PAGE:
Mark Turgeon offered a clarification of sorts, one it seemed the old point guard and current Maryland basketball coach felt obligated to make as his Terrapins (15-4, 3-3 ACC) head into Saturday's game against Duke.
Dez Wells handled the ball for swaths of the second half Tuesday. So he was playing a new position, right?
"Dez isn’t playing point guard, so let’s not get caught up in that," Turgeon said. "We’ll run a play and go hand him the ball, so it’s not like he’s coming up. I’m calling the play for him."
Whatever you wish to call Wells, it was undeniable how much he helped the Terps escape with a 64-59 victory over Boston College in College Park.
While he wasn't engaged on offense in the first half, he finished with eight assists to go with five points and five rebounds as Maryland tried a look it had only recently started tinkering with.
"It was an adjustment I got accustomed to really fast, so it wasn't really that big of a change for me," Wells said. "It was a difference, so I just wanted to make plays for my team and make the right plays and work on my decision-making."
It wasn't a completely foreign experience for Wells, who played the point in his lone year at Hargrave MIlitary Academy. The greater question, though, is whether this was a hint of what is to come.
Pe'Shon Howard had something of a bounceback game Tuesday, playing 20 solid if unremarkable minutes. Seth Allen appears likely to play mostly off the ball the rest of the way. And Nick Faust, whose ballhandling responsibilites have increased of late, isn't a traditional point guard.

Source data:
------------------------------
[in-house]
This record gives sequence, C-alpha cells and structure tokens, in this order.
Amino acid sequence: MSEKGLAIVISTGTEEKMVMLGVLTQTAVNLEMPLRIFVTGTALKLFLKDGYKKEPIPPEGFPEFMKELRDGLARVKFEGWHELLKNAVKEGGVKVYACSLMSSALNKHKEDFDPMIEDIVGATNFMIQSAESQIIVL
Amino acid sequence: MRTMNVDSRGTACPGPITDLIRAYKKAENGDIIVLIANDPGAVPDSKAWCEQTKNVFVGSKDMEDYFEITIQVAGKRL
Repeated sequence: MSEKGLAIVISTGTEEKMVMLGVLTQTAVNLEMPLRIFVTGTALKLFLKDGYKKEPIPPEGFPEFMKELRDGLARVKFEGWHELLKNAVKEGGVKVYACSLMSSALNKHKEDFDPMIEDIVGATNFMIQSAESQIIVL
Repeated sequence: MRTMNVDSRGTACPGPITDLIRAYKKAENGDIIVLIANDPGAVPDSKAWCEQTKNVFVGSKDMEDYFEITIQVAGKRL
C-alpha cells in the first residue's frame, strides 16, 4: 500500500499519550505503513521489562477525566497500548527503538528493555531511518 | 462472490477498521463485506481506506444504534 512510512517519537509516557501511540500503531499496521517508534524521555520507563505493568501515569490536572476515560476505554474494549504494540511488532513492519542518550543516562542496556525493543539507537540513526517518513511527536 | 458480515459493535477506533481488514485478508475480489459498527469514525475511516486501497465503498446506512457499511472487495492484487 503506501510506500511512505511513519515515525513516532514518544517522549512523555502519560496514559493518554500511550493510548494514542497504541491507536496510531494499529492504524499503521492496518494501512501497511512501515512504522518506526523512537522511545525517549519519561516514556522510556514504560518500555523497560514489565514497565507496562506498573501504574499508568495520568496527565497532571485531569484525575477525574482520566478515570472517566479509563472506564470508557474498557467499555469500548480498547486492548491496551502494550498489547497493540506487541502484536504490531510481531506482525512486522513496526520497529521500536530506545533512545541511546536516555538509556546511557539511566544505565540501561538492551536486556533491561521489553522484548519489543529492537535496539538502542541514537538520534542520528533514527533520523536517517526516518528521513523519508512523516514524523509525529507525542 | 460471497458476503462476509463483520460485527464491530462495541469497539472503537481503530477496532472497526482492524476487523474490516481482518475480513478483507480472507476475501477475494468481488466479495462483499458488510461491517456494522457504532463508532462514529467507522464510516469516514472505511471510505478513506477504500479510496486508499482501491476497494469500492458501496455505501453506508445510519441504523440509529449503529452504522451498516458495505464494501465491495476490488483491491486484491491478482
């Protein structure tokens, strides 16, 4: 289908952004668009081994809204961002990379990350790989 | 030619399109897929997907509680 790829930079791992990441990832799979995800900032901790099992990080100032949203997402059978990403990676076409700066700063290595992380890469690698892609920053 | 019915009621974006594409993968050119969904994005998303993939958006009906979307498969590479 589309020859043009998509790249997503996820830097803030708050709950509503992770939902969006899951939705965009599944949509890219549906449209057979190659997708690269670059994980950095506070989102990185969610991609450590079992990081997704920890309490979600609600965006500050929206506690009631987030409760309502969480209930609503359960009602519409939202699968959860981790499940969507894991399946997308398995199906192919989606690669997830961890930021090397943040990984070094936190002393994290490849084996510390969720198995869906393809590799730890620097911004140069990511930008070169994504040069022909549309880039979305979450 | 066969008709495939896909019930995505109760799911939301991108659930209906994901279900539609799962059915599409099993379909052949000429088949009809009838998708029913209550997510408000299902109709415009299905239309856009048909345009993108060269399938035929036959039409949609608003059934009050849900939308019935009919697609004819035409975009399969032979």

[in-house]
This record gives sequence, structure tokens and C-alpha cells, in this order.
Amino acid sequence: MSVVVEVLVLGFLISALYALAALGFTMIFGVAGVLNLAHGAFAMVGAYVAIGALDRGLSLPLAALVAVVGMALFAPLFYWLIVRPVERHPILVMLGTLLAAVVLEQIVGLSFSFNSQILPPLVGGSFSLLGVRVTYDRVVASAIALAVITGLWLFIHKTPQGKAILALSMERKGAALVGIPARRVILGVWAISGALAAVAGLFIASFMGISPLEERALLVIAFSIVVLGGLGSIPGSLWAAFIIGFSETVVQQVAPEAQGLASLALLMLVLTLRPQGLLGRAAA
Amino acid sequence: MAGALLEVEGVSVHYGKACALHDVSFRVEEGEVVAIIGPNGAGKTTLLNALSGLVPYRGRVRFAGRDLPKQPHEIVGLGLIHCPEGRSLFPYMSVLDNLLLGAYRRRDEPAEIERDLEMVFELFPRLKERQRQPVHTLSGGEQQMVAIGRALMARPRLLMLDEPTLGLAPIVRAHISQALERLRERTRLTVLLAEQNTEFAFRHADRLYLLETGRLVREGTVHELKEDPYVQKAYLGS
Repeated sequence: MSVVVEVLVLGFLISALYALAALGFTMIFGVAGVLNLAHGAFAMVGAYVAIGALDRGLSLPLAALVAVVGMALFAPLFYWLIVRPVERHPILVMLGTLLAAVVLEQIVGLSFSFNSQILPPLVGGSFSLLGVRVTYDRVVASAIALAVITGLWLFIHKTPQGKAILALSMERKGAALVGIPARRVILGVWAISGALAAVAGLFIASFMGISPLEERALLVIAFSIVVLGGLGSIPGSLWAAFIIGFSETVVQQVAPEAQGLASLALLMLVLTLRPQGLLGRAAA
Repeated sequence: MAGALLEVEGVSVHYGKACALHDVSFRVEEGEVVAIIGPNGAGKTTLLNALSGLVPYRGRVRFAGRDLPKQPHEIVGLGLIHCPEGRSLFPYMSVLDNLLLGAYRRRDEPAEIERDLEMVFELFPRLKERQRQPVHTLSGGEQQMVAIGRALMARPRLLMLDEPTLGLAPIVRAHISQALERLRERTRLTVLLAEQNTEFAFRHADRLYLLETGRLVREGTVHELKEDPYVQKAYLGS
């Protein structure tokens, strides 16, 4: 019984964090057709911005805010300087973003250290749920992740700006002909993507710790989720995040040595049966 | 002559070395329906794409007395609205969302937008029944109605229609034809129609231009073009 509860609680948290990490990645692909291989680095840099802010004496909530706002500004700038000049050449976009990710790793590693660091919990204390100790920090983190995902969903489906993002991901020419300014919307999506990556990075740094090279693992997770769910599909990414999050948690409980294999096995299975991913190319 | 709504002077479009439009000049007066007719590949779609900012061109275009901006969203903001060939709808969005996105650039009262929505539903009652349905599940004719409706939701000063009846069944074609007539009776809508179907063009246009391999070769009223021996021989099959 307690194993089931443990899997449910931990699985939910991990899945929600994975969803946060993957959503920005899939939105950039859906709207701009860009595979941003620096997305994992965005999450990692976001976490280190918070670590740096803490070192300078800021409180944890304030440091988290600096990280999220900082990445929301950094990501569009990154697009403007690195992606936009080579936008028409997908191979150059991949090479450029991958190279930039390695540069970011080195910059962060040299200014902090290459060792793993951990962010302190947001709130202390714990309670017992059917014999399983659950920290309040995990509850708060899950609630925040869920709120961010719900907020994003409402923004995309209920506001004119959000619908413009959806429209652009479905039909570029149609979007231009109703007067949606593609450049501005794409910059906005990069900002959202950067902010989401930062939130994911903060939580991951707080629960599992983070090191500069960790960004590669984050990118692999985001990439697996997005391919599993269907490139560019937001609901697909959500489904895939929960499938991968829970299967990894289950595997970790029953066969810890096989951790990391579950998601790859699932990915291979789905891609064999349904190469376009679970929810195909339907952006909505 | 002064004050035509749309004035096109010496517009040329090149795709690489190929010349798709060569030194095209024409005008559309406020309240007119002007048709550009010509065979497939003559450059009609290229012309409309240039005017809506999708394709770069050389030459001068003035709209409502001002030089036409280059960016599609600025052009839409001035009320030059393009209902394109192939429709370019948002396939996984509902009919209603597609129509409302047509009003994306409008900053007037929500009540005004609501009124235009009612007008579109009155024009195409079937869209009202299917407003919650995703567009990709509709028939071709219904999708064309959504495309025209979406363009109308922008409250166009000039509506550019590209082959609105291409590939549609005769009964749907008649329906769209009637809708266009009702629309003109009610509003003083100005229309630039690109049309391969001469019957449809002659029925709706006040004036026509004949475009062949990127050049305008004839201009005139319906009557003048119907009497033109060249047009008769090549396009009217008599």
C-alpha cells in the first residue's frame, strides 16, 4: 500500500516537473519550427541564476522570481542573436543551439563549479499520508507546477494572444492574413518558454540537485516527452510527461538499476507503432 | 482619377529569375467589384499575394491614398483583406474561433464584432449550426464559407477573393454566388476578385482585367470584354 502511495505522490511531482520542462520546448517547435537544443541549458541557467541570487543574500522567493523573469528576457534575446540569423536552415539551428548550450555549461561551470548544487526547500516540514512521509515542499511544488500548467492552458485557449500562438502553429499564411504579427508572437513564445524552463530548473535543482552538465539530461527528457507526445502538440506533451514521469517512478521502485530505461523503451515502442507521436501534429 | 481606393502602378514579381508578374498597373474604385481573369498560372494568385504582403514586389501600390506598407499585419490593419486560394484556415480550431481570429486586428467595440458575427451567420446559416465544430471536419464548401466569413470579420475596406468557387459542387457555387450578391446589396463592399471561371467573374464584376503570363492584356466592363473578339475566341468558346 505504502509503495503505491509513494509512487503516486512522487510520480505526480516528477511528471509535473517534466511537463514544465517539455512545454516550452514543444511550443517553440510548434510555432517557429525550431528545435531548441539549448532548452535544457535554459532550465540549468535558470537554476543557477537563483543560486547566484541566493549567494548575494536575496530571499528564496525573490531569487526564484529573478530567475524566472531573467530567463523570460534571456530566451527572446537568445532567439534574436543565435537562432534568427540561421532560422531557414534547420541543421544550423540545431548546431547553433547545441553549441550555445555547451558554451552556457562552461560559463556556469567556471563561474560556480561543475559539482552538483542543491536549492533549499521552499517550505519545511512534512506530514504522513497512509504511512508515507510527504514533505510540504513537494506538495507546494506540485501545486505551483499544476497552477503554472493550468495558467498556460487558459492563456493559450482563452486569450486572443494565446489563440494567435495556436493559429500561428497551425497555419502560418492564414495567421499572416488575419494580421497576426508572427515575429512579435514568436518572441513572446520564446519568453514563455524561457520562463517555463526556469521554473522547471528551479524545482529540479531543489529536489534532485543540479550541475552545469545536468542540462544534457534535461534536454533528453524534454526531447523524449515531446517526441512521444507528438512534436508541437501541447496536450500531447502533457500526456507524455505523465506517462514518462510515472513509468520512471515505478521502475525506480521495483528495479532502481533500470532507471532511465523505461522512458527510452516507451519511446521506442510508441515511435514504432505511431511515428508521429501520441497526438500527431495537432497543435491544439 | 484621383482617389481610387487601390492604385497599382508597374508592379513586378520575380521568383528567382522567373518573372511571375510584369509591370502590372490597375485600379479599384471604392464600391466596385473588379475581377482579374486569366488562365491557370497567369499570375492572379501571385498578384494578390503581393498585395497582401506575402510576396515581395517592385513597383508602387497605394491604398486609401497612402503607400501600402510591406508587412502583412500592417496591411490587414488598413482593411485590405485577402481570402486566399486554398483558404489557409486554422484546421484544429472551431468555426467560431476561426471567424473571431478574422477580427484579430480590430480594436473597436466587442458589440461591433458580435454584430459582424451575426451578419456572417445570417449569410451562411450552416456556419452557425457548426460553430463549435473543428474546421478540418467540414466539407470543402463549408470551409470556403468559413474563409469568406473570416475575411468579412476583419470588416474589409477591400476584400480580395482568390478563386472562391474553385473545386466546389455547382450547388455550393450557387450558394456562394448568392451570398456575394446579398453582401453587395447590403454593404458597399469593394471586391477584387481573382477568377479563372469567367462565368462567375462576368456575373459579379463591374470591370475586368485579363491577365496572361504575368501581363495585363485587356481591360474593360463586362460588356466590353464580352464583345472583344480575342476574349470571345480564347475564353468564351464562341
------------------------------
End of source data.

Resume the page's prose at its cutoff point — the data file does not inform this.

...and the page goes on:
Wells doesn't fit that mold, either, but he is a capable passer who has spoken at length this season about eliminating turnovers.
"I think he’s going to have the ball more," Turgeon said. "Is he going to start at point guard? No, because that would flat wear him out as the game goes on. There will be certain situations, certain lineups, certain plays that we call where he’ll have the ball. If he starts to look tired, we’ll go in another direction. Probably moreso in the small lineup, he’ll have the ball in his hands to make plays. He’ll have shooters around him, which opens things up and he sees the floor pretty well. Nick will have it, too, and so will Seth in those areas coming off ball screens. It’s things we’re implementing trying to score more buckets."
And putting the ball in the hands of a man who understands his best way of scoring is to drive to the basket might just do that --- even if Wells really isn't a point guard.
"I can create my own shot, so just creating shots for other guys off my penetration or just making easy passes," Wells said. "However the defense plays me, just adjusting to that."
--- Patrick Stevens